In post by Digital Trends, The writer states that Google’s new venture into gaming will be the end for consoles and physical game copies. Retailers will have a hard time fighting against the cloud.

Anonymous data centers like this will power Google Stadia, the company’s bold expansion into gaming. The company spoke proudly of the platform’s many benefits to gamers and game developers at its GDC 2019 announcement. If it catches on, it will effectively kill off the home console and physical games, replacing them with the cloud. Every game you own will live in the cloud, accessible from anywhere with an Internet connection, playable on any device. The goal is nothing less than a reinvention of the entire video game industry.

“Google’s Stadia is the future of gaming, and that’s bad news for our planet”

The option to play games from phone to tablet to computer is very pleasing as a new way to game. You can be watching a YouTube video on a game and switch to playing it in seconds. Let’s take a look at LowSpecGamer’s review on Google Stadia.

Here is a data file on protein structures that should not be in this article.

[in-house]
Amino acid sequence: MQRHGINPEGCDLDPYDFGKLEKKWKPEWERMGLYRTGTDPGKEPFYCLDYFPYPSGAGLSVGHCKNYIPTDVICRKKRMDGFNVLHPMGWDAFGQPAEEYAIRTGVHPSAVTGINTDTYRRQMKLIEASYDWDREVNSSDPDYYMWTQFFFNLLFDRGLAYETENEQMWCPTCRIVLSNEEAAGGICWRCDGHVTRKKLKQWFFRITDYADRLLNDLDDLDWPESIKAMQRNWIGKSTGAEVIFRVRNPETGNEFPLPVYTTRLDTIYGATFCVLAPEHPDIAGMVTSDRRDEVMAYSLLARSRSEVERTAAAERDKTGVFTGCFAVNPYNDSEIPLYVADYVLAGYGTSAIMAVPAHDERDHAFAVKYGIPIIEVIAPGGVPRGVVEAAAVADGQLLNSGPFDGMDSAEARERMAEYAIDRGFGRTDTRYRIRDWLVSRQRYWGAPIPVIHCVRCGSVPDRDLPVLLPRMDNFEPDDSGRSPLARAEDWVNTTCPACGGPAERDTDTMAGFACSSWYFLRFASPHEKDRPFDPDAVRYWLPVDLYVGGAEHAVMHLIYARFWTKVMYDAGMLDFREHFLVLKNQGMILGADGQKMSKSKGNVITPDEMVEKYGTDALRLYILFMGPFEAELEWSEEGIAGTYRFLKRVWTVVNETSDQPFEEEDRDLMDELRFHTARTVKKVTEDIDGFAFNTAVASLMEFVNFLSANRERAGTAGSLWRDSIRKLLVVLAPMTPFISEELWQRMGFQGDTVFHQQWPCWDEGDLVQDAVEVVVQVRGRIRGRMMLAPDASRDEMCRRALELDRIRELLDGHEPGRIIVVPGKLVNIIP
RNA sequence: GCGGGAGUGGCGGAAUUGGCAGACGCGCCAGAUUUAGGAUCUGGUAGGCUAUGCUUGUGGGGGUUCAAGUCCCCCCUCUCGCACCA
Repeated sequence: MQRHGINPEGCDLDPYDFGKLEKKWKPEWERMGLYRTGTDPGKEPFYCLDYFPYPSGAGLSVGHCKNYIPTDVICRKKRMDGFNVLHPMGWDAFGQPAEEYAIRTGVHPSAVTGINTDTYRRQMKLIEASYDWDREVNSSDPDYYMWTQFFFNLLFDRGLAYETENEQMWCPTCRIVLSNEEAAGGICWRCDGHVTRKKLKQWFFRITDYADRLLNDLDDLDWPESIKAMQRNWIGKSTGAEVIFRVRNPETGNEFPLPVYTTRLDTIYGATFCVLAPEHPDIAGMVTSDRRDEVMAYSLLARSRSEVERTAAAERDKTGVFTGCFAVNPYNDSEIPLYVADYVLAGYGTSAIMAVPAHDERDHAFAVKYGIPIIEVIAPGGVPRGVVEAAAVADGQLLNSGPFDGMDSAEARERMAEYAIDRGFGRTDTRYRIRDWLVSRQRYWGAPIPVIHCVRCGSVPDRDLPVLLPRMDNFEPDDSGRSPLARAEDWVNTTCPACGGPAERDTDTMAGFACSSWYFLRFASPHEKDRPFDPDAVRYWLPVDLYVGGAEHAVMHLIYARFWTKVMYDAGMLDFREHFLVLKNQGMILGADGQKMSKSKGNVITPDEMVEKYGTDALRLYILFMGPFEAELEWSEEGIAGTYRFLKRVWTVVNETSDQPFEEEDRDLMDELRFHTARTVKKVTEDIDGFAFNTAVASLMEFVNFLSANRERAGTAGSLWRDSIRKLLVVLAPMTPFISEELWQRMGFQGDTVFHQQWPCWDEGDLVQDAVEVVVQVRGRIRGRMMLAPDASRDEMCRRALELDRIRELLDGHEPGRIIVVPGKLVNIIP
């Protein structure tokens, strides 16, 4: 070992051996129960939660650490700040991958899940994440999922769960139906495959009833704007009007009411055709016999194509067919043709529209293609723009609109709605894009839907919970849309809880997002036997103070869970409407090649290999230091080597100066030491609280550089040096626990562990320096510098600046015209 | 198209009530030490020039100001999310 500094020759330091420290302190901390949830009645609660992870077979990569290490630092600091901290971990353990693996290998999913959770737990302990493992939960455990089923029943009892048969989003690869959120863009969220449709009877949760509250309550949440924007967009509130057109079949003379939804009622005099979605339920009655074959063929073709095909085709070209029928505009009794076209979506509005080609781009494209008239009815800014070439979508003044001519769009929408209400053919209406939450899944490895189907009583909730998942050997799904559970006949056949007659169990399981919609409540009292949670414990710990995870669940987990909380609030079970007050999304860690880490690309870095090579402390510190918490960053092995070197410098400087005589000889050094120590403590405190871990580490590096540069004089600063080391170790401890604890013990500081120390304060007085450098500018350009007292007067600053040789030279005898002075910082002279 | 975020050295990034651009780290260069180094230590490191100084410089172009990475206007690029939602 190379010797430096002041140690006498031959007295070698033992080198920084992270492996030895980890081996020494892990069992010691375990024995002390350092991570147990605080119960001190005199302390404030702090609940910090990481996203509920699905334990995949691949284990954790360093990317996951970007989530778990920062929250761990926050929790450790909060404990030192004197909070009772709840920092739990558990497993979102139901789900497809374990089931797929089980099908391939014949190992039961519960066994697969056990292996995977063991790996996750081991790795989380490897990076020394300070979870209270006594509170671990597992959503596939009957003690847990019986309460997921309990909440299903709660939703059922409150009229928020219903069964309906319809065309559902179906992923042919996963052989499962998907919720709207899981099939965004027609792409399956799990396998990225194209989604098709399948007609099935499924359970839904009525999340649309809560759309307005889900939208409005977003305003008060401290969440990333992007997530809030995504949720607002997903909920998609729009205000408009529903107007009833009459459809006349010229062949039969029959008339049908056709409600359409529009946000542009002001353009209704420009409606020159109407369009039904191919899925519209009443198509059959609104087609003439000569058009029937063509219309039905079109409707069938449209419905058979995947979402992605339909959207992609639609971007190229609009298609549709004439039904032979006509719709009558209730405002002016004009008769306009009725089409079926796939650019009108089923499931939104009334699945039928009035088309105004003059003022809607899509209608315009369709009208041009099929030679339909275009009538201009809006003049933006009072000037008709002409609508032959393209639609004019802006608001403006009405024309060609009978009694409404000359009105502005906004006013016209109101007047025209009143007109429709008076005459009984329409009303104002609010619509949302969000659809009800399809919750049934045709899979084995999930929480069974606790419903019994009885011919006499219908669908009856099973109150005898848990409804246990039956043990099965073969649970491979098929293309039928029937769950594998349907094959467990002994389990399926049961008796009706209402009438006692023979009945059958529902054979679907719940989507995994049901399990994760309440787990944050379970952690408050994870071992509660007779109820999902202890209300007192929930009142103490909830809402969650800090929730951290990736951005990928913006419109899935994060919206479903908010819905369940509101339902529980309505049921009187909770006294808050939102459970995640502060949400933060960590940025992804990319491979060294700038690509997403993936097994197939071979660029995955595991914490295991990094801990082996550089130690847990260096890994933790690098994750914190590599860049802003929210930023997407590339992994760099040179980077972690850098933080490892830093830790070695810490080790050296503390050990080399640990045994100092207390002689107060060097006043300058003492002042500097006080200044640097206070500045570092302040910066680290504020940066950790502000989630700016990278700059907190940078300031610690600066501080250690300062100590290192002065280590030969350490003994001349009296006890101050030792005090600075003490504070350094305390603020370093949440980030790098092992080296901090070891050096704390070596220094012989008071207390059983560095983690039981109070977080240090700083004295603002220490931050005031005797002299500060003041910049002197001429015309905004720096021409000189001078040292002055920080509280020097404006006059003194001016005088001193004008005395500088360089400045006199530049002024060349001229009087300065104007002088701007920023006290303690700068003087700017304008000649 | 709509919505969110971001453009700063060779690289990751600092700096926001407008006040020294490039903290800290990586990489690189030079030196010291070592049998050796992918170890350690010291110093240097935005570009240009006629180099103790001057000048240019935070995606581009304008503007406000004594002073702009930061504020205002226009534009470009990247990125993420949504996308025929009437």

Credit: LowSpecGamer
We are not affiliated with this youtuber. Just simply giving their content more exposure by incorporating it with our post.

towards the end of the post the writer questions Google ability to keep this idea of gaming on many devices a fun and new way to game.

As with so much else in the data center industry, it’s unclear exactly how Google will uphold this standard going forward. The company doesn’t publish exact figures on how much garbage its data centers produce and where it goes and says little about how future plans could change it commitments.
Stadia, for example, poses an obvious problem. The promise of cutting-edge performance is part of the appeal to gamers, and that suggests the company will have to frequently update its servers with cutting-edge hardware. Might that disrupt Google’s commitment to a circular economy?

“Google’s Stadia is the future of gaming, and that’s bad news for our planet”

Read The rest of the post here. It’s a really good one and the writer makes a lot of good points of what might come with cloud gaming.